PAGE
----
Scura, Wigfield, Heyer & Stevens, LLP is representing the DiNapoli family who recently filed a lawsuit stating an elderly man was killed in his Bloomfield apartment on Dec. 13, 2015 from extreme heat caused by a defective heating/cooling system.
Buying a new home is often regarded as an exciting time. Whether it is the homeowner's first home or not, purchasing a home is a major event. Moreover, it is a major financial responsibility that needs to be factored in whenever the homeowner makes any financial decisions. However, when an individual is dealing with financial troubles, those troubles could impact the homeowner's ability to make timely mortgage payments, which could unfortunately lead to foreclosure.
Electricity is used to power an endless list of things, and because of that, residents in New Jersey and elsewhere will often encounter electrically powered consumer products. While these products are designed with the safety of consumers in mind, malfunctions and defects can occur. This could lead to the electrocution of consumers, resulting in severe and even fatal injuries.
The Superior Court of New Jersey recently decided that defendant-YMCA was not allowed to invoke the charitable immunity exemption to avoid lawsuit. Charitable immunity is an affirmative defense that a defendant can raise in response to a lawsuit, when answering the complaint.
Consumers in New Jersey and elsewhere often buy goods on a daily basis. This action is almost routine and done without the fear that the goods being purchased could cause serious or even fatal injuries when used or consumed. Despite this, errors occur in the design and manufacturing of goods, thus resulting in serious hazards for consumers. Because of this, product recalls are issued; however, this does not prevent all consumer injuries from occurring.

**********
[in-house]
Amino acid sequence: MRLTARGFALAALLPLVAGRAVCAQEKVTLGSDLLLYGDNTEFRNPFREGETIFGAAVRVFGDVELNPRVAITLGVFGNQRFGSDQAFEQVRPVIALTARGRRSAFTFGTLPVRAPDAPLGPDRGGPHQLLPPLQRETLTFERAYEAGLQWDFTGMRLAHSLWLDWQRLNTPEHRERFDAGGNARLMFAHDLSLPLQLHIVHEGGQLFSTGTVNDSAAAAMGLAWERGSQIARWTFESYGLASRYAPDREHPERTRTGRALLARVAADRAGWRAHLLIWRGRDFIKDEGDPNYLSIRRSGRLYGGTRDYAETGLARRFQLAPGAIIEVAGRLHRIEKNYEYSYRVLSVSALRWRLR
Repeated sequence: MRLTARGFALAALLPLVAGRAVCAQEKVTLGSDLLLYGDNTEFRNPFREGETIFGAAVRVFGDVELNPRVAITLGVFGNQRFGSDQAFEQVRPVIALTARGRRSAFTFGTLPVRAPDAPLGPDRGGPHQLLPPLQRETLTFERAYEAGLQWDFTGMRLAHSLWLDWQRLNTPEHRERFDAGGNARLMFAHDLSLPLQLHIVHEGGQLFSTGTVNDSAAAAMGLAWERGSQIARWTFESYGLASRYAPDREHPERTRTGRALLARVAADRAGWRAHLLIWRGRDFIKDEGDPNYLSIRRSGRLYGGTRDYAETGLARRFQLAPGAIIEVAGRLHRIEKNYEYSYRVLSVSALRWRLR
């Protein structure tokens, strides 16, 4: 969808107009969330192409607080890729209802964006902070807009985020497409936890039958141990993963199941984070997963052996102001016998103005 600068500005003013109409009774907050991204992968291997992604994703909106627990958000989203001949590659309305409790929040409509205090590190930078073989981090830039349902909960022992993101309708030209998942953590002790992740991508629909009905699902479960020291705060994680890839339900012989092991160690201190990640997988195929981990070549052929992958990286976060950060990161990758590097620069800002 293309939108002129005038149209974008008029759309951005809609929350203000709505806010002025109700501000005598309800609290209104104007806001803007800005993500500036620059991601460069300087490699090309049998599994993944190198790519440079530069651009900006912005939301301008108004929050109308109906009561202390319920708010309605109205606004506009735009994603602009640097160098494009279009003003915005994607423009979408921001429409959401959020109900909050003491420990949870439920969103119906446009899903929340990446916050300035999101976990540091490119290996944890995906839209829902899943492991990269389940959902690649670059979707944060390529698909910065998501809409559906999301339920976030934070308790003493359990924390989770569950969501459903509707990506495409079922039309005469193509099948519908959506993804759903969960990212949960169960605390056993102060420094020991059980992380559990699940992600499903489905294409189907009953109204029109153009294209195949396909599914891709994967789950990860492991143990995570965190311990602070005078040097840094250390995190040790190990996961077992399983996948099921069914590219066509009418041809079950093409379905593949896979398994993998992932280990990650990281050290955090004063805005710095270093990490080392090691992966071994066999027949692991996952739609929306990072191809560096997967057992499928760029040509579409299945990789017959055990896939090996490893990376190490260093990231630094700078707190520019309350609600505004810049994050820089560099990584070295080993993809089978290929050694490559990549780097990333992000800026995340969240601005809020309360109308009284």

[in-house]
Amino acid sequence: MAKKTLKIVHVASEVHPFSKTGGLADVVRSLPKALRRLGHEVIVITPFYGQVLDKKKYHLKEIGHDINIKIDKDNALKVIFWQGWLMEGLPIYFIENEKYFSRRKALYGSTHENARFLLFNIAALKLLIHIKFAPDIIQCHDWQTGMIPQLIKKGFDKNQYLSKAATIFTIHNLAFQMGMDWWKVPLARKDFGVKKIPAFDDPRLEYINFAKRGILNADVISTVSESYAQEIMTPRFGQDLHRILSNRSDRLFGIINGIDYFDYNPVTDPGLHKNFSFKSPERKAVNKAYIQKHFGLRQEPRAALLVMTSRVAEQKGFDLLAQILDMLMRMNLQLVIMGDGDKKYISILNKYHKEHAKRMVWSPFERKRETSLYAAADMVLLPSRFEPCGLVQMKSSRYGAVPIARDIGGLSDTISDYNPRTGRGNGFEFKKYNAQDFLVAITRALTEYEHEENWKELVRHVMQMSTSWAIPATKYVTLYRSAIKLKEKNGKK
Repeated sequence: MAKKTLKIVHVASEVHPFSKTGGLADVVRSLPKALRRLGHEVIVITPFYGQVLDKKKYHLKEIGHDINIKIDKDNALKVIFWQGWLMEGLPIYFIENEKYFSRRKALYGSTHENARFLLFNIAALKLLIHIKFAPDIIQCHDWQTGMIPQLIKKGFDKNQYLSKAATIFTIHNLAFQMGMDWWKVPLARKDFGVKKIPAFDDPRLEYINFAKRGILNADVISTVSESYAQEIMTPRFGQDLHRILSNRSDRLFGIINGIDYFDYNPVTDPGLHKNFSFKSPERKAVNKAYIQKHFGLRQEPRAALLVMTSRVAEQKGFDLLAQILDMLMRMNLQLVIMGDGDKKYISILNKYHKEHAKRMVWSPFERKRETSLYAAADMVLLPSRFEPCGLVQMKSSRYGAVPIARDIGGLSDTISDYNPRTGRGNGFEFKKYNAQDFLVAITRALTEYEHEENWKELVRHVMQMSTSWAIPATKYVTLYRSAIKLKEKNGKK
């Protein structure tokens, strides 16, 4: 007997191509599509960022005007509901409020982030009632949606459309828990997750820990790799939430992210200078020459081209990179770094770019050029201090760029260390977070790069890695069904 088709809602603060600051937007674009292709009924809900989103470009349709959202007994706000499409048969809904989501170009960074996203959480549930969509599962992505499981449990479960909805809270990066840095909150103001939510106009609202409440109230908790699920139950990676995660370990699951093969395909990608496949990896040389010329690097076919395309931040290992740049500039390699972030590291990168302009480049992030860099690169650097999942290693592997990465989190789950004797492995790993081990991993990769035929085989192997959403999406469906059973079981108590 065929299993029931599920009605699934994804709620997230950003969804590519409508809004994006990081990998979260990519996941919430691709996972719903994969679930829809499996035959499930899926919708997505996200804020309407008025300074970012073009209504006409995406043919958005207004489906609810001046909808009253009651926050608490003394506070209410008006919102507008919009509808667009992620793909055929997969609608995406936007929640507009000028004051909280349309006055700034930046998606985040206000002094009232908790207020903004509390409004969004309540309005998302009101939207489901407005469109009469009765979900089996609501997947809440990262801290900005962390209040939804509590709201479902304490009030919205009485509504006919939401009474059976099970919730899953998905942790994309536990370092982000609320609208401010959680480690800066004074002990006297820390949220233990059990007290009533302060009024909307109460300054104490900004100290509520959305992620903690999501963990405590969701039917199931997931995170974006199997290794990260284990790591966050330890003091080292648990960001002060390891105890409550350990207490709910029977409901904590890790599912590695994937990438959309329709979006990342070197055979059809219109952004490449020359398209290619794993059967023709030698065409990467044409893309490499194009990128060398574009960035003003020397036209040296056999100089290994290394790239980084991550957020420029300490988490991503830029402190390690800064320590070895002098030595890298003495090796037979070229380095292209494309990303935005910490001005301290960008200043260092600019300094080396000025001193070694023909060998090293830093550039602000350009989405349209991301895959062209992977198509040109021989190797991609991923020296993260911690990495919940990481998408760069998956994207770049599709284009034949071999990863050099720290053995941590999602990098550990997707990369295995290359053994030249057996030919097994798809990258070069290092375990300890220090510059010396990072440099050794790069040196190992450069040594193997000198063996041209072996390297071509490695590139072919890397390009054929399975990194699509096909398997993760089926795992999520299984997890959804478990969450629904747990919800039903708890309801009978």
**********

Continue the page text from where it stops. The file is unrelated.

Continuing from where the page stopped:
Wells Fargo has initiated a policy of freezing a debtor's bank account upon the filing of a chapter 7 bankruptcy and thereafter sending notice to the trustee asking for direction on what to do with the held funds. Some courts have found that this is an improper interference with a debtor's exempt assets, but other courts have held that the policy is consistent with Bankruptcy Code requirements.
When a company or a small business in New Jersey is no longer productive, is not producing a constant cash flow or are enduring financial problems, it might be a good idea to think of various strategies to address these issues. If business debt is the problem, filing for business bankruptcy is just one debt relief option to consider. Companies and business may also want to contemplate debt reorganization and other methods in order to keep the business running, allowing it to thrive well into the future.
No matter the size of a business or company, financial problems could present themselves. New Jersey readers of this blog might be familiar with the issues surrounding the Revel Casino in Atlantic City. While the business bankruptcy proceedings were initiated awhile back, the casino is still dealing with complications regarding its sale.
Bicycles are one of the most vulnerable vehicles on the roads and are even more vulnerable than motorcyclists. In 2010, almost 800 bicycle fatalities were reported with an estimated 515,000 bicycle related injuries. Owing to the gravity of the problem, New Jersey law makes a lot of provisions regarding bicycle safety norms.
Initial Supreme Court Opinion Protecting ERISA Retirement Plans
The law has been well settled since 1992, by a Unites States Supreme Court decision, shielding debtors' interests in qualified Employee Retirement Income Security Act (ERISA) plans. Stated clearly, creditors could not touch ERISA retirement plans in bankruptcy. Thus, this Supreme Court opinion was used by bankruptcy attorneys to argue that other related retirement plans were also exempt from the reach of creditors.